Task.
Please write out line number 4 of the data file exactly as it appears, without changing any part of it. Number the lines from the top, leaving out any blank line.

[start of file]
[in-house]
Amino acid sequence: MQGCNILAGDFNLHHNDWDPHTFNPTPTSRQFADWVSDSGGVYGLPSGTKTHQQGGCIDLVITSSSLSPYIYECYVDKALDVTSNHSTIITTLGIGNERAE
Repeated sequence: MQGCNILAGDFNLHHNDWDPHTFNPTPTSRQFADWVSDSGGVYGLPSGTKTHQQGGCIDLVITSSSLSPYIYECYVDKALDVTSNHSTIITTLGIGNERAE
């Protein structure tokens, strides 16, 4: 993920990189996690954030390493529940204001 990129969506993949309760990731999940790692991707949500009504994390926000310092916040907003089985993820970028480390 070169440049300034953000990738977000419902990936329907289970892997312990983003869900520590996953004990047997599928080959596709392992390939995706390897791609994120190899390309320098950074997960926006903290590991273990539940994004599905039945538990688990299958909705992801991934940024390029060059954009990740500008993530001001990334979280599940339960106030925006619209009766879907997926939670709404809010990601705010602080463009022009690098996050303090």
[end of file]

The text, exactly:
């Protein structure tokens, strides 16, 4: 993920990189996690954030390493529940204001 990129969506993949309760990731999940790692991707949500009504994390926000310092916040907003089985993820970028480390 070169440049300034953000990738977000419902990936329907289970892997312990983003869900520590996953004990047997599928080959596709392992390939995706390897791609994120190899390309320098950074997960926006903290590991273990539940994004599905039945538990688990299958909705992801991934940024390029060059954009990740500008993530001001990334979280599940339960106030925006619209009766879907997926939670709404809010990601705010602080463009022009690098996050303090």